external routers) are prevented from entering a trusted area (e.g., external routers) are prevented from entering a trusted area (e.g.,
the internal routers). For example, this might be achieved by the internal routers). For example, this might be achieved by
ensuring that routers straddling the trust boundary (e.g., edge ensuring that routers straddling the trust boundary (e.g., edge
routers) always encapsulate those packets (without setting IP Router routers) always encapsulate those packets (without setting IP Router
Alert -or equivalent- in the encapsulating header) through the Alert -or equivalent- in the encapsulating header) through the
trusted area (as discussed in [RFC6178]). In such environments, the trusted area (as discussed in [RFC6178]). In such environments, the
risks of DoS attacks through the IP Router Alert vector is removed in risks of DoS attacks through the IP Router Alert vector is removed in
the trusted area (or greatly reduced) even if IP Router Alert is used the trusted area (or greatly reduced) even if IP Router Alert is used
inside the trusted area (say for RSVP-TE). Thus an application inside the trusted area (say for RSVP-TE). Thus an application
relying on IP Router Alert MAY be safely deployed within the trusted relying on IP Router Alert can be safely deployed within the trusted
area. A Service Provider running RSVP-TE within his network might be area. A Service Provider running RSVP-TE within his network might be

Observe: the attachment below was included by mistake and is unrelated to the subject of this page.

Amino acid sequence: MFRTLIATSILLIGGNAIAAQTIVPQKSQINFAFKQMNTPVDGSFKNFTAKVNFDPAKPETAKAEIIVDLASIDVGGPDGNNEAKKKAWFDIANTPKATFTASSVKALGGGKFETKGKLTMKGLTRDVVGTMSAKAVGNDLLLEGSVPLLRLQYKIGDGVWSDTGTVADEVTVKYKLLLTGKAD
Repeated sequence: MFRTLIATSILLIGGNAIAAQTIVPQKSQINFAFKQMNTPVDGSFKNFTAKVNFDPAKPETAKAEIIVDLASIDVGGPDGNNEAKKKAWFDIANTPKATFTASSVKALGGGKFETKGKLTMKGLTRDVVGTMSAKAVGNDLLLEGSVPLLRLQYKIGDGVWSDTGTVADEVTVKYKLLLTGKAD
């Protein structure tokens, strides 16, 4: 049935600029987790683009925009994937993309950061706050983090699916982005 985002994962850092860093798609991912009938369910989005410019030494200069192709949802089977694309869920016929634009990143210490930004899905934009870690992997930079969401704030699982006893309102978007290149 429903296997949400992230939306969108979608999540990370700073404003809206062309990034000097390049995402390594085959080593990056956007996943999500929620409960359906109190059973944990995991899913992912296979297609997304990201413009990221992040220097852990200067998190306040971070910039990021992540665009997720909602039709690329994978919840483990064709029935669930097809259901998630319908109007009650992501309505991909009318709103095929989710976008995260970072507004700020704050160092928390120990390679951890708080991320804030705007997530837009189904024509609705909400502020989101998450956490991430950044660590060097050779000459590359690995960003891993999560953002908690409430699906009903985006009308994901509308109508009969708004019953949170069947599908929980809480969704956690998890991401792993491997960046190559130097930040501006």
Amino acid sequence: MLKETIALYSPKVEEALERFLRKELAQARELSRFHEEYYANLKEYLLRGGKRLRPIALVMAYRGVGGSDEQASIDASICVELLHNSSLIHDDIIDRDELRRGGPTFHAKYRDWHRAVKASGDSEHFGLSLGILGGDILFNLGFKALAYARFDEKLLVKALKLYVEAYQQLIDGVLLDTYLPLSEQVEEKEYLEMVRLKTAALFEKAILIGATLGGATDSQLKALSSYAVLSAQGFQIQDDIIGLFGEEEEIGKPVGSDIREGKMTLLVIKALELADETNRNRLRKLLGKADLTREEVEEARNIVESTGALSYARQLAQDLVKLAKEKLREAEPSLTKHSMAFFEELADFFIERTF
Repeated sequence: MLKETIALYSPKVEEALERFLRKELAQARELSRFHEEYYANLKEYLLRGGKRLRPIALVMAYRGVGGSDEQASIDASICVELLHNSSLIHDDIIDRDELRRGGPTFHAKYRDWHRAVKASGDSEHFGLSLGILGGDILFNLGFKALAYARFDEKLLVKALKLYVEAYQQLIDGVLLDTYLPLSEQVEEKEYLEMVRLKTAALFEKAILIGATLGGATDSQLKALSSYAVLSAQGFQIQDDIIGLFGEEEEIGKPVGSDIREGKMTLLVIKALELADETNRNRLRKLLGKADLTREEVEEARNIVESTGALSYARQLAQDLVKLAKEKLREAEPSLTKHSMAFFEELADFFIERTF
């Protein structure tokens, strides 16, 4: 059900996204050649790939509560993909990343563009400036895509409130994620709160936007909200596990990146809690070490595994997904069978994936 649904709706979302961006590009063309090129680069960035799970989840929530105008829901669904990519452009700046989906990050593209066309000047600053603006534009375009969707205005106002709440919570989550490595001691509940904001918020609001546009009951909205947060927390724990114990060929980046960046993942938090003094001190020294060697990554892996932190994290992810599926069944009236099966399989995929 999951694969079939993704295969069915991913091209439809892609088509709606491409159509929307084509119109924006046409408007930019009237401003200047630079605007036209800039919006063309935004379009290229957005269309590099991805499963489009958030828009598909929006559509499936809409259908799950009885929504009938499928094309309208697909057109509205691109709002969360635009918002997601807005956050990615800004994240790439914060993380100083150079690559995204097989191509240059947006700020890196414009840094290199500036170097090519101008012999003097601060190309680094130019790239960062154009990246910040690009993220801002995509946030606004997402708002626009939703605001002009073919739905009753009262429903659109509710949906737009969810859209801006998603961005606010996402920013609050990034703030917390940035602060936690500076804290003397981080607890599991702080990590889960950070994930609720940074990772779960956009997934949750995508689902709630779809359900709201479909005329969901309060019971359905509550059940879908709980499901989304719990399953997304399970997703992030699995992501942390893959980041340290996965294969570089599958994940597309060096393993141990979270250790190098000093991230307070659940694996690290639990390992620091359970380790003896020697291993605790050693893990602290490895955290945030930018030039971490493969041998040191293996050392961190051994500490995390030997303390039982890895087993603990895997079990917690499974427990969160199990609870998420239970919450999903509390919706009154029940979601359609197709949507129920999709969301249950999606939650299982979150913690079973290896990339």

an example of such protected environment. Such an environment is an example of such protected environment. Such an environment is
illustrated in Figure 3. illustrated in Figure 3.
-------- -------------------------- -------- -------- -------------------------- --------
/ A \ / B \ / C \ / A \ / B \ / C \
| | | (*) (*) | | | | | | (*) (*) | | |
| |-------TT | |<=============>| | TT------- | | | |-------TT | |<=============>| | TT------- | |
| | | - - | | | | | | - - | | |
\ / \ / \ / \ / \ / \ /
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(*) closer examination of Router Alert Option datagrams (*) closer examination of Router Alert Option datagrams
<==> flow of Router Alert Option datagrams <==> flow of Router Alert Option datagrams
TT Tunneling of Router Alert Option datagrams TT Tunneling of Router Alert Option datagrams
Figure 4: Use of Router Alert In Water-tight Overlay Figure 4: Use of Router Alert In Water-tight Overlay
In the controlled environment described above, an application relying In the controlled environment described above, an application relying